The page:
Showplace Cabinetry completes $2.5 million warehouse expansion
Showplace Cabinetry expands warehouse capabilities.

Showplace Cabinetry expands warehouse capabilities.

HARRISBURG, S.D. – Showplace Cabinetry has completed a 16,800-sq-ft construction project linking the company’s two manufacturing plants in Harrisburg, South Dakota. 

The $2.5 million expansion project provides a central shipping point for Showplace framed cabinetry and the frameless ShowplaceEVO line, as well as enhanced warehousing and transportation efficiencies companywide.

“Demand is up for all our cabinetry lines,” said Bill Allen, president and CEO of Showplace Cabinetry. “That demand required us to find an innovative solution to improved logistics and enhanced ShowplaceEVO production. The new warehouse and shipping link solves both challenges.” 

With the expanded warehouse, completed ShowplaceEVO orders flow straight off the manufacturing production line into the central warehouse area and move directly to shipping, reducing the handling of completed cabinetry and maximizing efficiency, the company says. The space gained in the EVO plant by moving finished cabinet storage to the new connecting warehouse and shipping facility will increase EVO production capacity.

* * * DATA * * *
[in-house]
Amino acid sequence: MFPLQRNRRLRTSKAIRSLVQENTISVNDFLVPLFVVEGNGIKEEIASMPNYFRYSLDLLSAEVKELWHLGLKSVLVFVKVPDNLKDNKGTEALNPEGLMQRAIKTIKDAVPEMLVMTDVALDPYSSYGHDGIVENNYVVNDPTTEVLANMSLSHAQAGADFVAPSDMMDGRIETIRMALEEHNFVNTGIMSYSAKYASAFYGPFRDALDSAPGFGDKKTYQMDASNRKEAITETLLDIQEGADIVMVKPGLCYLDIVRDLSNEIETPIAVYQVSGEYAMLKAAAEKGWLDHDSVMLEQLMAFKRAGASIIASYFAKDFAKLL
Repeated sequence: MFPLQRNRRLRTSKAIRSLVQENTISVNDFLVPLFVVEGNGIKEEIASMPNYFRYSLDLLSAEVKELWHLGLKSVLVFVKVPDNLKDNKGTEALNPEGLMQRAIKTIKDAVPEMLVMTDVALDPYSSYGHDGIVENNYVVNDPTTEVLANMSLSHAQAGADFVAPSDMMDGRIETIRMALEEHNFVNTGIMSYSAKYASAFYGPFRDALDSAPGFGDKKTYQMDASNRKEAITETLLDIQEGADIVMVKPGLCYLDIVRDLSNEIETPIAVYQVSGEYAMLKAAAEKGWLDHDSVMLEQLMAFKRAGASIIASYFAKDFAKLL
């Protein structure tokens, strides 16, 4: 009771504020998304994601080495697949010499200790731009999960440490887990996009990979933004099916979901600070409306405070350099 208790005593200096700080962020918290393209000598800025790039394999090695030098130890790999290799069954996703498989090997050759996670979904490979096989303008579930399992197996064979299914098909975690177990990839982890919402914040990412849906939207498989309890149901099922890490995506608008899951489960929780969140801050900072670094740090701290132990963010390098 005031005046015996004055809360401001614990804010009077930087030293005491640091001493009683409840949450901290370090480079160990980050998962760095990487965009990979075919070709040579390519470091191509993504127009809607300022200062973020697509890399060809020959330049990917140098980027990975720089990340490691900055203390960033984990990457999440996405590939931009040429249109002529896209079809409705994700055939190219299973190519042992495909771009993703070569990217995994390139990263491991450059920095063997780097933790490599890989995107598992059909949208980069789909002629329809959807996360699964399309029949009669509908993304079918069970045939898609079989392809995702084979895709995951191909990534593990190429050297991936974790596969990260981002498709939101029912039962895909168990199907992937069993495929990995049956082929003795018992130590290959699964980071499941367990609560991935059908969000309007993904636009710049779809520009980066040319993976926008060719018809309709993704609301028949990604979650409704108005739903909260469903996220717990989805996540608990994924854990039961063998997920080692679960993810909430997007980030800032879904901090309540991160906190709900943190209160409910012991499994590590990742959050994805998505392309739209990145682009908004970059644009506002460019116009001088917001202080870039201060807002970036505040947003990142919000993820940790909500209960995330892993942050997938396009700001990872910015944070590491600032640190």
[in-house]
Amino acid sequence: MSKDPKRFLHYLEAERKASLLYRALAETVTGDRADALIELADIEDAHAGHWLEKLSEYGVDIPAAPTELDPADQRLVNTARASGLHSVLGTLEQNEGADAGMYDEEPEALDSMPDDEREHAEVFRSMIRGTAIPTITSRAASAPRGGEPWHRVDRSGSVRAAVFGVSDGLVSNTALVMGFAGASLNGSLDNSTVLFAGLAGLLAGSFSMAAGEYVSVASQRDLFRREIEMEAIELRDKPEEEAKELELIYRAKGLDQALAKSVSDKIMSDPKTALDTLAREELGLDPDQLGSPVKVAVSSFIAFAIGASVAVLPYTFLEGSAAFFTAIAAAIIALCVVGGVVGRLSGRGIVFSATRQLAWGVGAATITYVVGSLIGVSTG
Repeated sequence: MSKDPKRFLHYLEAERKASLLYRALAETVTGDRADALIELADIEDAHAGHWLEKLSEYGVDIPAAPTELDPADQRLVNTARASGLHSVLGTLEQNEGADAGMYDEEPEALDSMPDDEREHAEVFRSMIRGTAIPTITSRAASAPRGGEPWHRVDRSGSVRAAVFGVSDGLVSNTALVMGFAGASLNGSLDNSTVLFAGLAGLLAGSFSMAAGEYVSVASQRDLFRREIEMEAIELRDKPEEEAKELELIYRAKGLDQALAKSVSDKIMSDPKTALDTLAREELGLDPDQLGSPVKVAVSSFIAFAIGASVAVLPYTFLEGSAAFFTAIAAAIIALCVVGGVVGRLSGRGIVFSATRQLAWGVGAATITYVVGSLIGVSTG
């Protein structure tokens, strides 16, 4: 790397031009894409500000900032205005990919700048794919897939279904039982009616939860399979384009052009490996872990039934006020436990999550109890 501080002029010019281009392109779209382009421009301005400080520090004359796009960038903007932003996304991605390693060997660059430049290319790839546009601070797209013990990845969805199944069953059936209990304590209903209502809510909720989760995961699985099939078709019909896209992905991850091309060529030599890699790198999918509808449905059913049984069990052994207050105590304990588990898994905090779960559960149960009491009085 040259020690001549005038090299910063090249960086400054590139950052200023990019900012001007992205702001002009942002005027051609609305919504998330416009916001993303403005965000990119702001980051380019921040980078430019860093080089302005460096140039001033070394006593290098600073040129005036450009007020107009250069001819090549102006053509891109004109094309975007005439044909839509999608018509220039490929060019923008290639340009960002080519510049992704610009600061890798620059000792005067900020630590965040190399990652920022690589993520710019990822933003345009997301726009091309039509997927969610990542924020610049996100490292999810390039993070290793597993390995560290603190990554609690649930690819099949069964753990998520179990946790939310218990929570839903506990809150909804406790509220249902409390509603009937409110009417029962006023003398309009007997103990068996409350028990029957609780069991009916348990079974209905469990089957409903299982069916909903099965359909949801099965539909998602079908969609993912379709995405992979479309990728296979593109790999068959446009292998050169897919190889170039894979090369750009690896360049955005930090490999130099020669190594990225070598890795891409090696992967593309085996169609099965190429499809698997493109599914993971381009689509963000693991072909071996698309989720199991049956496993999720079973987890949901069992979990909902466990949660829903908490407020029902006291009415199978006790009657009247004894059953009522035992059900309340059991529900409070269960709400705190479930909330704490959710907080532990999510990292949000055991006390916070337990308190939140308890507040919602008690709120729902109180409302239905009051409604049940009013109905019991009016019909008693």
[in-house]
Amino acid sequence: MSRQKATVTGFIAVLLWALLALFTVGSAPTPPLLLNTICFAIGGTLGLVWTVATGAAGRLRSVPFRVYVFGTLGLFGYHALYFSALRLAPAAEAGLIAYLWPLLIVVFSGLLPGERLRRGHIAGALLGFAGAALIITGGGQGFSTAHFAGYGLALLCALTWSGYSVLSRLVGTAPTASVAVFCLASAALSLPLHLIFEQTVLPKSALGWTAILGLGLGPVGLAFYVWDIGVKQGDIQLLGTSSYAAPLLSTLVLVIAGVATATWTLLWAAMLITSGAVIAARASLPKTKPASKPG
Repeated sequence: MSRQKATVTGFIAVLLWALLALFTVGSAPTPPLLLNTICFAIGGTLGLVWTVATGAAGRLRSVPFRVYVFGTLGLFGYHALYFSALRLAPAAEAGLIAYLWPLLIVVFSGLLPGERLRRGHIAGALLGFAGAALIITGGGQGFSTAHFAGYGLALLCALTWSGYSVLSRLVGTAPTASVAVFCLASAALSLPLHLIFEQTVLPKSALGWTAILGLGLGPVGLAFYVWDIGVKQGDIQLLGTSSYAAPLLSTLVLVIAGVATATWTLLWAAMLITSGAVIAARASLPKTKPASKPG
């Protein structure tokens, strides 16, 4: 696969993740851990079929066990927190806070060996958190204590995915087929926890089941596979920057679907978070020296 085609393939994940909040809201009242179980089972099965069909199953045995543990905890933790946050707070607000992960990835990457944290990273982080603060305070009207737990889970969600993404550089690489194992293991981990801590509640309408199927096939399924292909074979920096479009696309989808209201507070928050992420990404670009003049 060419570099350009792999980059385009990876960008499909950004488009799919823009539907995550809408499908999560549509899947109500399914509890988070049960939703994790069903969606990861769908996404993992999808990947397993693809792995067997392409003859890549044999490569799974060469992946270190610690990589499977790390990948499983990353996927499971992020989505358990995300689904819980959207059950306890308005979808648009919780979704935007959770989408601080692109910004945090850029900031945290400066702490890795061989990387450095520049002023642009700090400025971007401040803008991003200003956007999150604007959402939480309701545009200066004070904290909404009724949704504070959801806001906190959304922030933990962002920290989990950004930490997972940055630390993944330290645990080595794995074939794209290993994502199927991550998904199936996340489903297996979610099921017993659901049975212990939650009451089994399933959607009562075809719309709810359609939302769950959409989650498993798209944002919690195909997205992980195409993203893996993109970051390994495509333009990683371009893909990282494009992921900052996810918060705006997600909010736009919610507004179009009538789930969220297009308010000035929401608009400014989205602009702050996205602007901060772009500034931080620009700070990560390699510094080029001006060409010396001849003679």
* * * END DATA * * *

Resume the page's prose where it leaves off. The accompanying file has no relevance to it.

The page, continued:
“By freeing up space in the ShowplaceEVO production plant, we have increased production capacity by 30%,” said Allen. “By January 2022, we will be able to manufacture up to 250 ShowplaceEVO cabinets a day.” 

The $2.5 million project also streamlines logistics and handling, increasing shipping capacity for the company by 30% and creating a more efficient order flow from production to transportation. 


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Larry Adams | Editor

Larry Adams is a Chicago-based writer and editor who writes about how things get done. A former wire service and community newspaper reporter, Larry is an award-winning writer with more than three decades of experience. In addition to writing about woodworking, he has covered science, metrology, metalworking, industrial design, quality control, imaging, Swiss and micromanufacturing . He was previously a Tabbie Award winner for his coverage of nano-based coatings technology for the automotive industry. Larry volunteers for the historic preservation group, the Kalo Foundation/Ianelli Studios, and the science-based group, Chicago Council on Science and Technology (C2ST).